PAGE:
Image credit: Scroll.in, September 26, 2017
This is the fifth blog piece in our series entitled “Those Were the Days”, which is published monthly. We hope you enjoy reading this as much as we have enjoyed putting this together.
India’s judiciary has been known for judicial activism with the Supreme Court often deciding to intervene, not just to strike down laws that are held to be unconstitutional, but also in governance, which many believe ought to be the exclusive domain of the executive. While opinion is divided about the desirability of judicial activism, most would agree that it is the judiciary and its fearless will to intervene and deliver justice, even at the risk of stepping into the domain of the legislature or the executive, which has preserved democratic process over the years.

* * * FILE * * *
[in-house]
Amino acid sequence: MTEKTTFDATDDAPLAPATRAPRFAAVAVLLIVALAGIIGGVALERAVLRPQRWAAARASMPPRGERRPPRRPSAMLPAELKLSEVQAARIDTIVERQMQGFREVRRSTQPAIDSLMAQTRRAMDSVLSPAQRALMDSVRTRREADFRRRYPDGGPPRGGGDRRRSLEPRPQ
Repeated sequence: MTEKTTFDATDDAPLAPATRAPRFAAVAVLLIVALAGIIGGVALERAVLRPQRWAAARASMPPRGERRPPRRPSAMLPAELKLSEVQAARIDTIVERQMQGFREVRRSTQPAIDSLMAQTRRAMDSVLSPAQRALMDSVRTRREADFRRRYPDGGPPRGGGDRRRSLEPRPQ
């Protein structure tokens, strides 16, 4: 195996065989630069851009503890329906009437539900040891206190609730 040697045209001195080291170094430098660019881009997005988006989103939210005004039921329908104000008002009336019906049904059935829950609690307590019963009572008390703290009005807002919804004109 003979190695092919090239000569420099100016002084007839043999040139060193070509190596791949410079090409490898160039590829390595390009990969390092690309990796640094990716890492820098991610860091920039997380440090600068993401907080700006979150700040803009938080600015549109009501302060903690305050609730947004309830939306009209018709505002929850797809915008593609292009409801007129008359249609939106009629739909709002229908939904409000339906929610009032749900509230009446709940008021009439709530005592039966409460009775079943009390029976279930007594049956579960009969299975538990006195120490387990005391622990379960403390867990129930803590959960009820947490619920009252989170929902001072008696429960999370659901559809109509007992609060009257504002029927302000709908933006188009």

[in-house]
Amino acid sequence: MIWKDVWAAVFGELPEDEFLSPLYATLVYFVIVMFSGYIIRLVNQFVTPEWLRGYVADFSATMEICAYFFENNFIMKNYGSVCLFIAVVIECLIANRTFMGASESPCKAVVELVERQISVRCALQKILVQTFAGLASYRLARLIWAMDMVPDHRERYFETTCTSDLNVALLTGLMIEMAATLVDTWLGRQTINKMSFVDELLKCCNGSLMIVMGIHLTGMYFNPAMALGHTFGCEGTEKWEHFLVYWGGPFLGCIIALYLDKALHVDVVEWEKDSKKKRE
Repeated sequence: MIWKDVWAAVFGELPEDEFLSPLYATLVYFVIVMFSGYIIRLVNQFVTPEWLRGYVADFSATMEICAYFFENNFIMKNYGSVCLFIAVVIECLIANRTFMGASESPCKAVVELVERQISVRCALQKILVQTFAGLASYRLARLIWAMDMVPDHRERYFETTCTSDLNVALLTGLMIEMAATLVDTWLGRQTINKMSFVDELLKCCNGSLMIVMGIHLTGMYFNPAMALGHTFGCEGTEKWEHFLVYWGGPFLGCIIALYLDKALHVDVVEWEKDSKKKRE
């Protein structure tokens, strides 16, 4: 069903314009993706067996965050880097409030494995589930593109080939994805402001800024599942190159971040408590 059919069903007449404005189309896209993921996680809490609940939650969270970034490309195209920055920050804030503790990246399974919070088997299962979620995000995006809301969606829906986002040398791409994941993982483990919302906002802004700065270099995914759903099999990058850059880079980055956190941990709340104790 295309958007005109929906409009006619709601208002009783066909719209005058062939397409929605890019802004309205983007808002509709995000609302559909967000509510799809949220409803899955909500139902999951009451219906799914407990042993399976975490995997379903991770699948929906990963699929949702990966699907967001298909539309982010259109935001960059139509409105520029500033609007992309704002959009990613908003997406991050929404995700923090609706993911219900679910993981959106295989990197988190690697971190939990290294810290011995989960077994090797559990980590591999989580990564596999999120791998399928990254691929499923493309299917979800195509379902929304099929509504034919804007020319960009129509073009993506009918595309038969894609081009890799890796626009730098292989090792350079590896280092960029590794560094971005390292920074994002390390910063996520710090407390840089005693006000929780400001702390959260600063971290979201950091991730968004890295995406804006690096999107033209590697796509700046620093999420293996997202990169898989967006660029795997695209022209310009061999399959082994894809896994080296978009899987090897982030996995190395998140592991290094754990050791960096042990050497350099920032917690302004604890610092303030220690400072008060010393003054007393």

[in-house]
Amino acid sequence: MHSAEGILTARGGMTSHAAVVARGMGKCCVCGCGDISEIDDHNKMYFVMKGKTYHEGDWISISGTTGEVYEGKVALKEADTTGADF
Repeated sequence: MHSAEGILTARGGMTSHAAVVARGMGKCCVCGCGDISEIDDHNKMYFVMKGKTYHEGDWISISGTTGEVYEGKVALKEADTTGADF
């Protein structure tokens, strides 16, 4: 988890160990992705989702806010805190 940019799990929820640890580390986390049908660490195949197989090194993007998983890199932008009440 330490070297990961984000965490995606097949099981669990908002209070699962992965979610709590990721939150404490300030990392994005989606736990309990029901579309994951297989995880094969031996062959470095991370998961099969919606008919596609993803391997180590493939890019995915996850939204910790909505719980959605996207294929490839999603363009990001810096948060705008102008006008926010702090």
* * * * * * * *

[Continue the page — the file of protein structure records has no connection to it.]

Unfortunately, rampant judicial activism has given rise to an inevitable debate about the balance of powers between the “three pillars of democracy” and then, as a corollary, the question of the manner in which Judges are appointed in the first place. The prevalent “Collegium System” has been severely criticised, as being non-transparent and prone to nepotism, with several jurists and respected members of the bar themselves pointing out that in no other large democracy does an institution so powerful, choose its own members. The time is therefore right to look closely at the history of how the “Collegium System” evolved, through what is known as the Three Judges Cases.